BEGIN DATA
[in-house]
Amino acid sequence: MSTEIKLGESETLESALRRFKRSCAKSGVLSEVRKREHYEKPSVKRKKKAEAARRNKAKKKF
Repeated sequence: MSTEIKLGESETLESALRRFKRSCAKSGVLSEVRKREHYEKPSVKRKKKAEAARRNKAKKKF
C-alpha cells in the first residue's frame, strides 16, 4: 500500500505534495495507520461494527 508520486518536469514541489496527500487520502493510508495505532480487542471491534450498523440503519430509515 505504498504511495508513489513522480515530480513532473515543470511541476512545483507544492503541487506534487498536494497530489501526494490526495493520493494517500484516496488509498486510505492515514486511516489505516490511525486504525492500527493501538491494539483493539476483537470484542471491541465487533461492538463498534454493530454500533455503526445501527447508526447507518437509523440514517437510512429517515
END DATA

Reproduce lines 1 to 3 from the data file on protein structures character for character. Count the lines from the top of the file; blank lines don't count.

[in-house]
Amino acid sequence: MSTEIKLGESETLESALRRFKRSCAKSGVLSEVRKREHYEKPSVKRKKKAEAARRNKAKKKF
Repeated sequence: MSTEIKLGESETLESALRRFKRSCAKSGVLSEVRKREHYEKPSVKRKKKAEAARRNKAKKKF